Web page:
Picking up on my previous blog post, marketers have a lot of work to do, too, with consumers.
Yes, we have 45-plus years of effective self-regulation on our side, and we’ve navigated fairly well into the digital and mobile age. We’ve kept self-regulation in marketing, more or less, intact where it comes to fair and free use of marketing data, even as the number of data users has grown extensively.
But are we, as marketers, using data in a way that is winning the love and attention of consumers?
Some recent surveys point to some serious perception issues. First, we’re becoming jaded toward all types of advertising. A February story in the Economist, says brands are struggling to connect with an increasingly skeptical public:
Havas Media, a big marketing agency, says trust in [brands] has been declining for three decades. Last August it published the latest in a series of worldwide surveys, in which 134,000 consumers in 23 countries were asked what they thought of 700 brands. A majority of those taking part would not care if 73-percent of them just vanished. In Europe and America, 92-percent would not be missed. Only in places like Asia and Latin America, with lots of newish consumers, is there a bit more attachment to brands, though Havas Media reports that it is declining there too.
A recent post in Marketing Charts, also documents the trend, citing two more studies:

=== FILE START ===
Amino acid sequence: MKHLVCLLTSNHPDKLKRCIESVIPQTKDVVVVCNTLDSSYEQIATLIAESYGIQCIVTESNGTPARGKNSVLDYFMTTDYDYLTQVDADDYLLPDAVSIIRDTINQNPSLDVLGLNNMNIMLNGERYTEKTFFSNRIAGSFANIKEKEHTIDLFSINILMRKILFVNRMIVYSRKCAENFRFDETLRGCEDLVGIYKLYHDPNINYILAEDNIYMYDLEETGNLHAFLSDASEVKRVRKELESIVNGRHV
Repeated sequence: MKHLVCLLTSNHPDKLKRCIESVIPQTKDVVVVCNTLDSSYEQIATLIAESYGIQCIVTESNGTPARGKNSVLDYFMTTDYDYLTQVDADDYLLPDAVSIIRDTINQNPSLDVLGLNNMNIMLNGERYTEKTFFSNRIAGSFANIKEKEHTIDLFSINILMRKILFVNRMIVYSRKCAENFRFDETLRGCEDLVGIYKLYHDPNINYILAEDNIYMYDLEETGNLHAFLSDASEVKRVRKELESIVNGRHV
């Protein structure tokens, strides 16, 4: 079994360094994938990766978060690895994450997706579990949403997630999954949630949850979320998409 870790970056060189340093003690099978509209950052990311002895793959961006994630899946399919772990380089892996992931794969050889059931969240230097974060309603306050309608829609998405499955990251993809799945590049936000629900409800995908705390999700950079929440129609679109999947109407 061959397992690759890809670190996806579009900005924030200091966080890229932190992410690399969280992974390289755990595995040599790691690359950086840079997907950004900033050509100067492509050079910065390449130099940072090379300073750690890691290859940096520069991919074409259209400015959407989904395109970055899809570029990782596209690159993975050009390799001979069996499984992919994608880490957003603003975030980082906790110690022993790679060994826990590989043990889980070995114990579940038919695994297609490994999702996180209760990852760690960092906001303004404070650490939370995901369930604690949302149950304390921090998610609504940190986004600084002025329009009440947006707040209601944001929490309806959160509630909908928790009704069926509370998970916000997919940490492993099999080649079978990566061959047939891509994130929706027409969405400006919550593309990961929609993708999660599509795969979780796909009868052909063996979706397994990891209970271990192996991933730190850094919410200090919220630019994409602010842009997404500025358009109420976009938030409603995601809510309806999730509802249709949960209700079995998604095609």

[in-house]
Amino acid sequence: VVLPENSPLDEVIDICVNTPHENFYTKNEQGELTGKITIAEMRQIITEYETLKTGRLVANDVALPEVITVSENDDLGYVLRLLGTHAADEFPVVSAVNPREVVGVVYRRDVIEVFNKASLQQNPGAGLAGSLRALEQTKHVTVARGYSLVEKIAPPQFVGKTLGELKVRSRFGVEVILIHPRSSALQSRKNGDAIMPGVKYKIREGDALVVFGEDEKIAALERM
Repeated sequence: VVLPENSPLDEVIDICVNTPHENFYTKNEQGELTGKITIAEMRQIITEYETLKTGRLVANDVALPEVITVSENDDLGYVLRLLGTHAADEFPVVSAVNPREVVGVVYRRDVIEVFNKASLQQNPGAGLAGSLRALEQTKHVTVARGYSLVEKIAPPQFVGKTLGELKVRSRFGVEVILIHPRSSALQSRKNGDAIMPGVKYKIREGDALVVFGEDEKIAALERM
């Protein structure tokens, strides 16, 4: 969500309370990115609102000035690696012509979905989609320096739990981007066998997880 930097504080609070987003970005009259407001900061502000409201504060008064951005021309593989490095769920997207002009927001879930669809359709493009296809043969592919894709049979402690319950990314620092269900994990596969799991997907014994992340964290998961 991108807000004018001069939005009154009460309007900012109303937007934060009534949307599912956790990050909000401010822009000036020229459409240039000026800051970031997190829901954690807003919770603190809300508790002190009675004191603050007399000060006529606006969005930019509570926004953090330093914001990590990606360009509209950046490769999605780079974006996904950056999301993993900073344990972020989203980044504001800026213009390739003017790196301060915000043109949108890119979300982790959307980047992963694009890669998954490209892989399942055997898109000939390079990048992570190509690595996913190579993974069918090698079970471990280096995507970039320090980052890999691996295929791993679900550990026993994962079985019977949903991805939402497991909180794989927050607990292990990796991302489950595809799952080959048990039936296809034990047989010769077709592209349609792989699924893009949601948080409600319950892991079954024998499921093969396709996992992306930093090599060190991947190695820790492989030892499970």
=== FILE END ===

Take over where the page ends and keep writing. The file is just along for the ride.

Indeed, Mindshare’s ‘Culture Vulture 2014‘ finds that only 47 percent of North American consumers last year agreed that they like to pass on interesting things they see or hear about brands, with that figure having steadily fallen over the past few years, from 66 percent in 2010 …
Another area in which brands can improve? The relevance of their messaging. Some 34 percent of US online adults responding to a new Responsys study indicate that they have ‘broken up’ (yes, the Valentine’s Day-themed terminology must continue) with a brand due to receiving poor, disruptive or irrelevant marketing messages. These break-ups were most commonly due to the brand continuously sending irrelevant content on multiple channels (53 percent), but also were frequently because the consumer never signed up to receive the offers from the brand (42 percent). (Brand stalkers!) Finally, one-third broke up because the messages were too generic and ‘obviously meant for the masses, not just them.’
And then we had a TRUSTe study which produced a daunting AdWeek headline: “Consumer Confidence in Online Privacy Hits 3-Year Low | Most afraid of businesses, not government” This is perhaps not surprising given all the general media’s coverage of overreaching government surveillance and of the untimely, huge data breaches (security). No wonder there has been a spillover effect on privacy, even as we would argue they are not the same issues.
There are two necessary responses from marketers here: do whatever you can to build trust with your customers—and do whatever you can to be relevant. And, from the reverse side, never do anything with your customers’ data that would undermine trust. Never do anything with your customer data that would convey irrelevance.
Transparency matters. Providing consumers in layman’s language an explanation of how each brand uses data to serve their customers goes a long way toward anticipating skepticism and, for some, dispelling hostility.
Choice matters. Using consumer data to make a personalized, 1:1 experience (one that is driven by segmentation, analytics and marketing triggers) that resonates with customer needs and desires, establishes relevance. Let consumers optout any time they choose to do so, but when you’re relevant, that choice is less likely to happen. It’s a new week—so how can I spend my time building trust and relevance with customers?